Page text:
On livestock market Tuesdays, the authors normally highlight events in livestock markets. Today we are looking beyond the farmgate to examine wholesale beef prices (we’ll look at pork, poultry, and dairy products in future SATs). The boxed beef cutout is the value of the primal cuts making up a carcass. The cutout is below last year across all USDA quality grades. Digging a little deeper into individual cut prices paints a pretty interesting picture of beef prices this year and provides some price evidence of changing consumers.
We can think of the middle meats of a beef carcass as the expensive, high value cuts – the steaks from the loin and the rib. The end meats are the chuck and round and are, generally, lower valued. With consumers facing higher costs and budget pressures we might expect them to buy fewer steaks and more ground beef. The wholesale price data tends to support that idea.
Wholesale ribeye prices have been below last year’s prices since the end of January. Last week ribeyes averaged $9.40 per pound compared to $14.51 per pound the same week last year. Ribeyes, traditionally, tend to peak late in the year as a holiday item and have been increasing over the last several weeks. It’s likely that they will continue to trend higher as an alternative to high priced turkeys.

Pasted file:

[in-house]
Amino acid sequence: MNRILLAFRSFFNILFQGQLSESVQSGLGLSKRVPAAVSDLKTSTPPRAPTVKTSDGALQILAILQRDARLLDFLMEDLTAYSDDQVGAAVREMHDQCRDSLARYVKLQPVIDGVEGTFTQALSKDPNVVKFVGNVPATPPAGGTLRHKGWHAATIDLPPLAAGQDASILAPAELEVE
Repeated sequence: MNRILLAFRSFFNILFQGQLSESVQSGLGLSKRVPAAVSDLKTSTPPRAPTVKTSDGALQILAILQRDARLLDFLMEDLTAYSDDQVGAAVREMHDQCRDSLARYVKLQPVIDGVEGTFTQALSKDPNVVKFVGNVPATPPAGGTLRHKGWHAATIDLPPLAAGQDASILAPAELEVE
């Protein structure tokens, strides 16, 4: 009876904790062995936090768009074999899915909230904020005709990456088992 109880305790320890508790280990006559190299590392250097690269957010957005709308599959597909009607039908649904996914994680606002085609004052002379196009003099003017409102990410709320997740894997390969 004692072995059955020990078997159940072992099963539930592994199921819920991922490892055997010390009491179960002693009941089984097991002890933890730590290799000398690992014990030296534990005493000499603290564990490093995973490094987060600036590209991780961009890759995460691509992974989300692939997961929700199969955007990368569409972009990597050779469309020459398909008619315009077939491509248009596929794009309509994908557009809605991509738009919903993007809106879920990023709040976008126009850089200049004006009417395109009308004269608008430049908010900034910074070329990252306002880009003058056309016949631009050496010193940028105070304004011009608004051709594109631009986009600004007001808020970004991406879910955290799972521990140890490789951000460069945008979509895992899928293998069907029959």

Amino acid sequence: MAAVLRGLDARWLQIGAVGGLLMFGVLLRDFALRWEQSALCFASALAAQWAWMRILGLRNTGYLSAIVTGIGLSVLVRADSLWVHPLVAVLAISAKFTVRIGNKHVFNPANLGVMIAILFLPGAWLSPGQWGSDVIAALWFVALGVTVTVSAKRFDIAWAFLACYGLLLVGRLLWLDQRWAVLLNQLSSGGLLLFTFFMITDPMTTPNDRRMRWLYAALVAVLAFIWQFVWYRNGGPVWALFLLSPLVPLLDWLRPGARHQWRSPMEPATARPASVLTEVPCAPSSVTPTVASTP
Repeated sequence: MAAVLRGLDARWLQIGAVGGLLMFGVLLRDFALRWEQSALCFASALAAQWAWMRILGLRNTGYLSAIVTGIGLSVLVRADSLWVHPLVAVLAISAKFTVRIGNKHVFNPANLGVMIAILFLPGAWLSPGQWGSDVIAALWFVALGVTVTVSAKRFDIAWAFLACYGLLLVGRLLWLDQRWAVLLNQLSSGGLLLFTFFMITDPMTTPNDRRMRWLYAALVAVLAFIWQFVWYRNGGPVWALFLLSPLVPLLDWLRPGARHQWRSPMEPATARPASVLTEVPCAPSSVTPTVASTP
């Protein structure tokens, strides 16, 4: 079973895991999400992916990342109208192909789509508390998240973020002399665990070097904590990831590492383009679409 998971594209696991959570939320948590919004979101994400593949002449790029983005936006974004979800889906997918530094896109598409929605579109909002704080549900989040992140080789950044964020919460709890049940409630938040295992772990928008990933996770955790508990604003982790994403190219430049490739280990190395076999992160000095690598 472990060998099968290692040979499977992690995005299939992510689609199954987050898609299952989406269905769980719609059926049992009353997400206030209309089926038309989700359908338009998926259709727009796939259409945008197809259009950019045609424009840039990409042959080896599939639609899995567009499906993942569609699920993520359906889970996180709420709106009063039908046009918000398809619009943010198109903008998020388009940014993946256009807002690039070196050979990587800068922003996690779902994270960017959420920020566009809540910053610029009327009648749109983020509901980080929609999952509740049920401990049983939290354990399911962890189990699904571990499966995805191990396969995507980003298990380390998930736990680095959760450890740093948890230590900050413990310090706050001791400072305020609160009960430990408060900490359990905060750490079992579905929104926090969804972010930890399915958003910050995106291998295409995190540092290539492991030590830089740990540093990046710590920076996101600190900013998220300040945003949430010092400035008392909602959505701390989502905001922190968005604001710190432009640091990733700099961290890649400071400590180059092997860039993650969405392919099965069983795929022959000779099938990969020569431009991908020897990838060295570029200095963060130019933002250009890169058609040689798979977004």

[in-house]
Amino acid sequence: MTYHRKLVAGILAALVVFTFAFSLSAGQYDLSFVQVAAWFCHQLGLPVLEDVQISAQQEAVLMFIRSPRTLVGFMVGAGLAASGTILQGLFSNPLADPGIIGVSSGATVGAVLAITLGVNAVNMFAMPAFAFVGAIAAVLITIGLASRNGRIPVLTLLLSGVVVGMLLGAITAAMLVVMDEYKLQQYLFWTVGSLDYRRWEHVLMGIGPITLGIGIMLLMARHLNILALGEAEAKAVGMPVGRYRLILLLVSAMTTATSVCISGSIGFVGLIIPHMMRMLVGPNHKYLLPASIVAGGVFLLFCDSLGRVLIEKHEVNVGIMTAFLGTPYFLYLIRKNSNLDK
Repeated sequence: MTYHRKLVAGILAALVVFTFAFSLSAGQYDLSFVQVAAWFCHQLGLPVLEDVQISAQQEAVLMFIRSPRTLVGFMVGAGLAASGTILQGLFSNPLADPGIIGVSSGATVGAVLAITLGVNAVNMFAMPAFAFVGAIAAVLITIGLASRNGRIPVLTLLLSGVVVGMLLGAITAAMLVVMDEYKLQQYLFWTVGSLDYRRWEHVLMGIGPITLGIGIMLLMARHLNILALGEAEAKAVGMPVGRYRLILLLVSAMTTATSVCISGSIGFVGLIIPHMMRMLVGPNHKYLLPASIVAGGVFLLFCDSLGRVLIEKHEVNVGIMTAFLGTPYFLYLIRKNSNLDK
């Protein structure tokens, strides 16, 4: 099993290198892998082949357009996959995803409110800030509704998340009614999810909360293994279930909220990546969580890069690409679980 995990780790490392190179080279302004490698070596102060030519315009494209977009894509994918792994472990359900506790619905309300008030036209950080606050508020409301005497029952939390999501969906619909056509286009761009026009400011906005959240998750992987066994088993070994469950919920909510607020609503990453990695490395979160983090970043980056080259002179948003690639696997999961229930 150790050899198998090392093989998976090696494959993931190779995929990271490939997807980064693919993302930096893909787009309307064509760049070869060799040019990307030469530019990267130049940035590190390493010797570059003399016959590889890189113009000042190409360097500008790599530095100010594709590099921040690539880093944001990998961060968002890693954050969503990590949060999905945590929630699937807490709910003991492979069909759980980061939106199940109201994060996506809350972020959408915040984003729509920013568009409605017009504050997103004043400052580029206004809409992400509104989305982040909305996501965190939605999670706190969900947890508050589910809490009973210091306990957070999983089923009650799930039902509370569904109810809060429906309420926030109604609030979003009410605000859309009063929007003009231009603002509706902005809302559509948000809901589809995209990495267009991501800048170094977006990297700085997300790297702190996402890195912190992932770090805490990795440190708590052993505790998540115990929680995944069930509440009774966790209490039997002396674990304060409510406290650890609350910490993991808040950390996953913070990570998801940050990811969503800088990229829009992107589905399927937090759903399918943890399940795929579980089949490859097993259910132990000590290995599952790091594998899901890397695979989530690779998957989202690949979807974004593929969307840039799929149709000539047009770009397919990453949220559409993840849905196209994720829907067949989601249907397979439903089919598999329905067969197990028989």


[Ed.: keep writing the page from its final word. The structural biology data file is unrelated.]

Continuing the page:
Strip steaks normally peak in value during early grilling season. That peak was a little later this year at $8.81 per pound back in July. They have since dropped sharply to $6.48 last week, below last year’s $7.67 per pound in the same week. Tenderloins last week were 26 percent lower than this point a year ago.
In contrast, 90 and 50 percent lean boneless beef prices have remained above a year ago until just recently. Even in the face of large cow slaughter, lean beef prices have remained relatively high.
Wholesale beef price data certainly suggest consumers, through retailers, have likely shifted around a bit, buying fewer steaks and more ground beef. It’s also likely that the overall demand for beef has remained quite good. We continue to produce large amounts of beef and retail prices have not begun to decline. All in all, this is not bad news for calf and cattle prices this fall.